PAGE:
I’ve been working with Kafka Streams for a few months and I love it! Here’s the great intro if you’re not familiar with the framework. In the sections below I assume that you understand the basic concepts like
KTable, joins and windowing.
Message enrichment is a standard stream processing task and I want to show different options Kafka Streams provides to implement it properly.
Scenario 1: enriching using static (or mostly static) data
Let’s imagine the following situation: you have a stream of address updates and every message in the stream contains a state (province). You need to enrich this information with sales tax rates. Every state has a different sales tax rate, but this information is not changed very often (may be once a year or once in a few months), so it’s practically “static”.
In this case you’d need to represent your main stream of updates as a
KStream and create a
KTable containing state as a key and sales tax rate as a value. After that it should be pretty straightforward to apply a simple
KStream-KTable non-windowed join:
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If, for some reason, a sales tax entry could not exist for a particular state, we can use a
leftJoin operation and have a fallback value or just ignore the enrichment in this case, using something like this:
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Still, there is an issue with this implementation. Because address update stream and sales tax stream have different message IDs we need to repartition one stream a few times (first – to use the state as an ID, so we can join, second – return back to the address ID).
KTable is not very big we may use a
GlobalKTable instead. This type of table doesn’t use partitioning and instead just creates a copy of the same table on every processing node.
Scenario 2: enriching using data sources we control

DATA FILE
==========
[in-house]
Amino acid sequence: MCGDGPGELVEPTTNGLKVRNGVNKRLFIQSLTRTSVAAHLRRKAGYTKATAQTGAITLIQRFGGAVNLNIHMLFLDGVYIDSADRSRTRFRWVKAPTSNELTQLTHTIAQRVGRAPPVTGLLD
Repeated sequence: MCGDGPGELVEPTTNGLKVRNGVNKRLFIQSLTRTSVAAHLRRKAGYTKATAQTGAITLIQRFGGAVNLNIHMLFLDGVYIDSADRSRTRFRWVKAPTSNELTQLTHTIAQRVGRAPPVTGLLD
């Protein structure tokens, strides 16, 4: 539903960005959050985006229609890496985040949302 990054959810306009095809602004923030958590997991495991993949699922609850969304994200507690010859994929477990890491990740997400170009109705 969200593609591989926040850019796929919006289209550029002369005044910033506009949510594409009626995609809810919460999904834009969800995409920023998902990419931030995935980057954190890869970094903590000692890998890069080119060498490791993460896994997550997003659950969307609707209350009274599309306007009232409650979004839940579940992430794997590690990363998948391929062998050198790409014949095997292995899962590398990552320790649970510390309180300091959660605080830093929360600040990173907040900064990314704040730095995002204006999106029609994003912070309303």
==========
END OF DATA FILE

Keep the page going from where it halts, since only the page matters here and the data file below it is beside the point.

Let’s look at another typical situation: we have a stream of user activity and we need to enrich it with additional user information (like email, address, preferences, etc.). It’s very common to only have a user ID in a message, everything else about the user can be found in a dedicated database / API. In this particular case we’re lucky, since we also control that database and we can use the following approach:
- Stream all database changes (CRUD) as a changelog, using event sourcing.
- Potentially duplicate a lot of data and introduce eventual consistency (both can be OK)
- In the end, have a separate “view” on user data based on the changelog in Kafka
After that the enrichment itself is trivial:
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As you can see, we don’t need to change the message keys and repartition data, both data streams already use user ID as a key.
And again, if for some reason user data could not be available,
leftJoin can be used to provide a fallback value or skip the enrichment (take a look at the previous section).
Scenario 3: enriching using data sources we don’t control
Finally, the most complicated example. Imagine the same user activity stream like in the previous section. Now, every message contains an IP address and we want to do a simple ip2location transformation. So, every time we see an address like
188.8.131.52 we want to enrich the message with
Vancouver, British Columbia, Canada.
The ip2location transformation itself is just an example and it can be done with a lot of free and commercial APIs, for example:
For your use cases you may need to call some other APIs, for example your billing system, CRM, etc. But it’s just the same problem in the end – you don’t control it, so you can’t emit changeset events like in the previous section.
Scenario 3a: naive solution
So, how do we go about this? Here’s a very naive solution: